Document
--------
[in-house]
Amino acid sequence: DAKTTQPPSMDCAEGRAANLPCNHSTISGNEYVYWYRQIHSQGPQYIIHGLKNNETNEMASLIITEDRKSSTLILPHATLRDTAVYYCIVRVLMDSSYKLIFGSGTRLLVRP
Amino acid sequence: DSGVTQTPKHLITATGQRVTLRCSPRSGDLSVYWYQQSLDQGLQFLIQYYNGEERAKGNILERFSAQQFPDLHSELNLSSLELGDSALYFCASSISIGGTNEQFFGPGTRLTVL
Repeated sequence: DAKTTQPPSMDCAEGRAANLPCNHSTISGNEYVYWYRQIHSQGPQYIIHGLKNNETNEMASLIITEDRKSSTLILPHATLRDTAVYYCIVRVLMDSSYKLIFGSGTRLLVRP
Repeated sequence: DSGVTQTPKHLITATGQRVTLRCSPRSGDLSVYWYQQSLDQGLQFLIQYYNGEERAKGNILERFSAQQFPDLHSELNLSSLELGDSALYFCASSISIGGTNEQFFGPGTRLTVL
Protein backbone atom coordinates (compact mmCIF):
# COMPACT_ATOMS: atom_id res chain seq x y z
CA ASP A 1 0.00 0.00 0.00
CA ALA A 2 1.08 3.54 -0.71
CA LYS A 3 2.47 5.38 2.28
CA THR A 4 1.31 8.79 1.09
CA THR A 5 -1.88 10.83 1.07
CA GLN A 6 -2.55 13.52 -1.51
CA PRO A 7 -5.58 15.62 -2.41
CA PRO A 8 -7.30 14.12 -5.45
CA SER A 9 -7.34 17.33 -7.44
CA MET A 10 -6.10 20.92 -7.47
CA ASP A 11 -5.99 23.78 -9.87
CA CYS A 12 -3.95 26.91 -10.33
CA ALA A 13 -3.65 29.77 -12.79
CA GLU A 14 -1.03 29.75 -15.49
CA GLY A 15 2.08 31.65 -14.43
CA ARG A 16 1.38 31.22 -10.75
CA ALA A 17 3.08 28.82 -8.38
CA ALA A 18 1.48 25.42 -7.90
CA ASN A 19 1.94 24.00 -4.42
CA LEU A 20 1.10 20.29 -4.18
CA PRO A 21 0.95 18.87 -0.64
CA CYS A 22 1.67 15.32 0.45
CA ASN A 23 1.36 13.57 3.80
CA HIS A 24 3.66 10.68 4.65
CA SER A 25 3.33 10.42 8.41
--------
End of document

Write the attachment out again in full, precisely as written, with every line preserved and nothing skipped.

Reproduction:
[in-house]
Amino acid sequence: DAKTTQPPSMDCAEGRAANLPCNHSTISGNEYVYWYRQIHSQGPQYIIHGLKNNETNEMASLIITEDRKSSTLILPHATLRDTAVYYCIVRVLMDSSYKLIFGSGTRLLVRP
Amino acid sequence: DSGVTQTPKHLITATGQRVTLRCSPRSGDLSVYWYQQSLDQGLQFLIQYYNGEERAKGNILERFSAQQFPDLHSELNLSSLELGDSALYFCASSISIGGTNEQFFGPGTRLTVL
Repeated sequence: DAKTTQPPSMDCAEGRAANLPCNHSTISGNEYVYWYRQIHSQGPQYIIHGLKNNETNEMASLIITEDRKSSTLILPHATLRDTAVYYCIVRVLMDSSYKLIFGSGTRLLVRP
Repeated sequence: DSGVTQTPKHLITATGQRVTLRCSPRSGDLSVYWYQQSLDQGLQFLIQYYNGEERAKGNILERFSAQQFPDLHSELNLSSLELGDSALYFCASSISIGGTNEQFFGPGTRLTVL
Protein backbone atom coordinates (compact mmCIF):
# COMPACT_ATOMS: atom_id res chain seq x y z
CA ASP A 1 0.00 0.00 0.00
CA ALA A 2 1.08 3.54 -0.71
CA LYS A 3 2.47 5.38 2.28
CA THR A 4 1.31 8.79 1.09
CA THR A 5 -1.88 10.83 1.07
CA GLN A 6 -2.55 13.52 -1.51
CA PRO A 7 -5.58 15.62 -2.41
CA PRO A 8 -7.30 14.12 -5.45
CA SER A 9 -7.34 17.33 -7.44
CA MET A 10 -6.10 20.92 -7.47
CA ASP A 11 -5.99 23.78 -9.87
CA CYS A 12 -3.95 26.91 -10.33
CA ALA A 13 -3.65 29.77 -12.79
CA GLU A 14 -1.03 29.75 -15.49
CA GLY A 15 2.08 31.65 -14.43
CA ARG A 16 1.38 31.22 -10.75
CA ALA A 17 3.08 28.82 -8.38
CA ALA A 18 1.48 25.42 -7.90
CA ASN A 19 1.94 24.00 -4.42
CA LEU A 20 1.10 20.29 -4.18
CA PRO A 21 0.95 18.87 -0.64
CA CYS A 22 1.67 15.32 0.45
CA ASN A 23 1.36 13.57 3.80
CA HIS A 24 3.66 10.68 4.65
CA SER A 25 3.33 10.42 8.41